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People Transfer: Jul 22, 2009

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Renée Winsky, president and executive director of the Maryland Technology Development Corporation, will resign from her position effective August 28, TEDCO said last week.

John Wasilisin, current vice president and chief operating officer, will be appointed acting president and executive director of TEDCO following Winsky's departure, while the organization conducts a national search for Winsky's replacement.

Winsky is leaving TEDCO to become CEO of the Tech Council of Maryland, the state's largest trade group for the technology and biotechnology communities. She replaces Julie Coons, who stepped down as CEO of TCM late last year.

During her time as TEDCO's president and executive director, Winsky helped establish the Maryland Stem Cell Research Fund; the first-ever partnership intermediary agreement with the US Department of Agriculture's Agriculture Research Service; and the TechStart program. She has also served for the last two years on Governor Martin O'Malley's Maryland Life Sciences Advisory Board.

Before assuming her most recent role with TEDCO, Winsky served as deputy executive director of the organization for seven years. Before that, she was vice president of the information technology services division of the Information Technology Association of America. She has also worked with the National League of Cities and its affiliate, the National Association of Telecommunications Officers and Advisors.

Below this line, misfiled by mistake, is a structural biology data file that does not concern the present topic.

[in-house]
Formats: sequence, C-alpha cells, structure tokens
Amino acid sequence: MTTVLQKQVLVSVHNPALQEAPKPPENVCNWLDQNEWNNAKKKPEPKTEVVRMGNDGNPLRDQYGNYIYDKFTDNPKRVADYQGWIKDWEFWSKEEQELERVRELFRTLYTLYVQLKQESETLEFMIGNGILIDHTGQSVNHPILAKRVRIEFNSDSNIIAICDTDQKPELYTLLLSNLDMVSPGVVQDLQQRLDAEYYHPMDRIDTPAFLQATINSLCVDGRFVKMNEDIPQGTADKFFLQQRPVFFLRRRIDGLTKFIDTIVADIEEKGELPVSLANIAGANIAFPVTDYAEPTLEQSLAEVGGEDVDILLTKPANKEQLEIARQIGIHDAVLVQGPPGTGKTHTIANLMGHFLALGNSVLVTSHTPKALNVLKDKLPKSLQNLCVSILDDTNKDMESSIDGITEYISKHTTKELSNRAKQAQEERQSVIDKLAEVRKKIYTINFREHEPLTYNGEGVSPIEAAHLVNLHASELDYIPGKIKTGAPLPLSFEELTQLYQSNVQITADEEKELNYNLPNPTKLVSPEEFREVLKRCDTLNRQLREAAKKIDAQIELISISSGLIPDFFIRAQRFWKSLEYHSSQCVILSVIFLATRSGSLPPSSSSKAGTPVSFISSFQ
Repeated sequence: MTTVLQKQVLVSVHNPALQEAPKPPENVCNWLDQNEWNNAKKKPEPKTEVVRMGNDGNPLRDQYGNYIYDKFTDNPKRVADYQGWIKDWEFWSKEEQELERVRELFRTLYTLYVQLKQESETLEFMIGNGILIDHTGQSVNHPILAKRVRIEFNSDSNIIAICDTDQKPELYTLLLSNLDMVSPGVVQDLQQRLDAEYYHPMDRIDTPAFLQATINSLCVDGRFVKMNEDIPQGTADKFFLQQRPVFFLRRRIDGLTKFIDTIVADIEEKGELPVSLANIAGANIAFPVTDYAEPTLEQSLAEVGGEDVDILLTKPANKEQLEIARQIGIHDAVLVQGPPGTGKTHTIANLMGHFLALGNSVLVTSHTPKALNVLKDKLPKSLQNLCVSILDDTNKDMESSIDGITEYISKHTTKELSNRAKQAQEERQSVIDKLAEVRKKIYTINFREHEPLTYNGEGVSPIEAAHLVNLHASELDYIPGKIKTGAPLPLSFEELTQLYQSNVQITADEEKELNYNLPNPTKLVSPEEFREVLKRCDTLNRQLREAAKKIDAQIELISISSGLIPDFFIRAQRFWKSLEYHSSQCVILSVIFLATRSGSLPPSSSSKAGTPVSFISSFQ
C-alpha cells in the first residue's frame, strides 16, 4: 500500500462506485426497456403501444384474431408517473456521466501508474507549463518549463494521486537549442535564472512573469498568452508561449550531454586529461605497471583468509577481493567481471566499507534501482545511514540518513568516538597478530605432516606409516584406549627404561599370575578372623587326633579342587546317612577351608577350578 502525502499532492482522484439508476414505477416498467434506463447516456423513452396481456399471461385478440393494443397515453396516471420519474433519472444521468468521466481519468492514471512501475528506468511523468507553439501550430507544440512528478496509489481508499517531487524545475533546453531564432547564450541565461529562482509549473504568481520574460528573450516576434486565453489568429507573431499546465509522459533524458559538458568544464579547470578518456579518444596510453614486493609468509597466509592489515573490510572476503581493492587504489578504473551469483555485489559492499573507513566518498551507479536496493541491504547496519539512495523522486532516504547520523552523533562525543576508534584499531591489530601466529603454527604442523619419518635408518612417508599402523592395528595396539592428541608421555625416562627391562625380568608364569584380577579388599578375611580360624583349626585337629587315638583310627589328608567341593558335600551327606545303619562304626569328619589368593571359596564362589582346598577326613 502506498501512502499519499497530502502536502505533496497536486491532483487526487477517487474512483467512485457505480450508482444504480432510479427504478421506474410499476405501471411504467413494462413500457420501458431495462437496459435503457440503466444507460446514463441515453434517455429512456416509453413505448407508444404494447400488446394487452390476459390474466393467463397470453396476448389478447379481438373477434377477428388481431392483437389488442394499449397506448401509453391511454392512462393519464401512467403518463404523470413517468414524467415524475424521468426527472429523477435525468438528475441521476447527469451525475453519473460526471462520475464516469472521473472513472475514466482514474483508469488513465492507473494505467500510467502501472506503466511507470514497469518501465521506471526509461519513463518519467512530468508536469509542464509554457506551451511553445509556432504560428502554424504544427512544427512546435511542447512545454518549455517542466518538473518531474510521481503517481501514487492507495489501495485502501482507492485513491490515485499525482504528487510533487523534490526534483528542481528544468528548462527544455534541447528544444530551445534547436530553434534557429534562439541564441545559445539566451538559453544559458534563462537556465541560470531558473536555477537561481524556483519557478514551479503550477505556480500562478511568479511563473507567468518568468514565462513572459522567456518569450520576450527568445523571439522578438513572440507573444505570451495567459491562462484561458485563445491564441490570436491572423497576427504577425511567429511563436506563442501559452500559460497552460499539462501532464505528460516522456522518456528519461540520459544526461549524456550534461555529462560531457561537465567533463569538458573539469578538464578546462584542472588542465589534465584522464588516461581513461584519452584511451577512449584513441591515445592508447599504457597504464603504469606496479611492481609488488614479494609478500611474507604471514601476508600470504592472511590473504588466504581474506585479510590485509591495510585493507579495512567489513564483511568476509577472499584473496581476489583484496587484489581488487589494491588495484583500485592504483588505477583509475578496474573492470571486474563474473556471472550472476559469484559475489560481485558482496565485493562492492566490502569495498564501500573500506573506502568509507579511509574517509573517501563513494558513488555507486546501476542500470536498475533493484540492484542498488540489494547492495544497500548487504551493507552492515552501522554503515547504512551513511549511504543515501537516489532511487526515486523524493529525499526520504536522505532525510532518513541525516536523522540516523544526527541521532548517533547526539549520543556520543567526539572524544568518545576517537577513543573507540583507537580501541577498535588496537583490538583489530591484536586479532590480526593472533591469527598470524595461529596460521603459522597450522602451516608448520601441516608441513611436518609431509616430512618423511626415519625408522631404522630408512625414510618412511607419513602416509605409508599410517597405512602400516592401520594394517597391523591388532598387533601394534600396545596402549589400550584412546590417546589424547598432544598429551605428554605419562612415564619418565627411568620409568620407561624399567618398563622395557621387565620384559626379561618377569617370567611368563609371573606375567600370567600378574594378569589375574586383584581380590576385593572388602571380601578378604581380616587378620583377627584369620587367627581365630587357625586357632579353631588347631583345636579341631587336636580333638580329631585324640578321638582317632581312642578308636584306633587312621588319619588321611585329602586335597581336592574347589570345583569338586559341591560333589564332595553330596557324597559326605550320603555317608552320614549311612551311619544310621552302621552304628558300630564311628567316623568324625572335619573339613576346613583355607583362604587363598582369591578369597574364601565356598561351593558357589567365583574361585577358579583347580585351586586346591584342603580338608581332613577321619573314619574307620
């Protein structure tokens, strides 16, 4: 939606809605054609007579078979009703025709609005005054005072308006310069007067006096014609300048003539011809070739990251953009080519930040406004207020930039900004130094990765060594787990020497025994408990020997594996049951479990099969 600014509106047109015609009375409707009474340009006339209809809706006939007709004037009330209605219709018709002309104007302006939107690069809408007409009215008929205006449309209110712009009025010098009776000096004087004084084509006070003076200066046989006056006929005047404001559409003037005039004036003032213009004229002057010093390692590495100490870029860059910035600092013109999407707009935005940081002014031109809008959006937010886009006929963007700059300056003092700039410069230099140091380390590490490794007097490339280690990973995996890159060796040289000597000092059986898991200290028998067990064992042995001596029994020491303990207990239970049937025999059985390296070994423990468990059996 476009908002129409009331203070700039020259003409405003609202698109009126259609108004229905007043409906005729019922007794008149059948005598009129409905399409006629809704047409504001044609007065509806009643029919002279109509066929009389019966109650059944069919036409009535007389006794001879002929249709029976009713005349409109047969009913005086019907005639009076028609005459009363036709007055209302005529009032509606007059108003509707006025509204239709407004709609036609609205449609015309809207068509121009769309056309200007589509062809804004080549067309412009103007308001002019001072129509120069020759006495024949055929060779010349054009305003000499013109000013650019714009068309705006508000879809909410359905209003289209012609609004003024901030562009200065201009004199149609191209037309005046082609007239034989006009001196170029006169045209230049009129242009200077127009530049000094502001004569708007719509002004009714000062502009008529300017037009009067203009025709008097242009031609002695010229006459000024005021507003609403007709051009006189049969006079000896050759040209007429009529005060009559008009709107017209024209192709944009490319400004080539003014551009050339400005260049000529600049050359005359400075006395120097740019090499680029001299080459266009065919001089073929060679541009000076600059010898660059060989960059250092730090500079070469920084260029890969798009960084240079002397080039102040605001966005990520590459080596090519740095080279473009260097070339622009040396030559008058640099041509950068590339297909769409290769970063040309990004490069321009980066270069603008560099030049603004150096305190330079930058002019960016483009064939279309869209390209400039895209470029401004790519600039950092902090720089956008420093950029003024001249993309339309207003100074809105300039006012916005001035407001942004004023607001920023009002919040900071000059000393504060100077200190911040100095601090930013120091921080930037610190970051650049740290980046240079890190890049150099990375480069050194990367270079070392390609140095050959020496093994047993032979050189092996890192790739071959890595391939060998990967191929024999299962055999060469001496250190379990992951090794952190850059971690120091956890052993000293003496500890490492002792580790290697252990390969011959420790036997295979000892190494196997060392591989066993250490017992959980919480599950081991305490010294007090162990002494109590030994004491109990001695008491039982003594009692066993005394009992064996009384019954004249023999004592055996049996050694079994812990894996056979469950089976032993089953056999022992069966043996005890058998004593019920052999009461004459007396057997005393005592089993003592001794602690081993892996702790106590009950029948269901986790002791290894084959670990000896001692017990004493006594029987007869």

Washington University in St. Louis said this week that Evan Kharasch has been named interim vice chancellor for research.

Kharasch, a professor of anesthesiology and biochemistry and molecular biophysics at the WUSTL School of Medicine, succeeds Samuel Stanley, who left the university on June 30 to become president of the State University of New York at Stony Brook.

As interim vice chancellor, Kharasch will be responsible for the university's research mission, including development of research policies, management of grants and contracts, continuing education of faculty and staff regarding research regulations, issues of conflict of interest, and intellectual property and technology transfer.

Kharasch has directed the department of anesthesiology's division of clinical and translational research at WUSTL since 2005, when he joined the university from the University of Washington in Seattle. He holds a bachelor's degree in medical sciences, a PhD in pharmacology, and an MD from Northwestern University. He also completed an internship, residency, and research fellowship in anesthesiology at UW before joining its faculty in 1988.


Life sciences VC firm Third Rock Ventures said this week that it has appointed Philip Reilly and Gregory Verdine as venture partners, and Craig Greaves as recruiting partner.

Reilly served as CEO and chairman of Interleukin Genetics from 2000 to 2006. Prior to that, he was executive director of non-profit group the Eunice Kennedy Shriver Center for Mental Retardation. Reilly has held numerous teaching positions including assistant professor at Tufts University School of Medicine; assistant professor of neurology at Harvard Medical School; and adjunct professor of legal studies and biology at Brandeis University.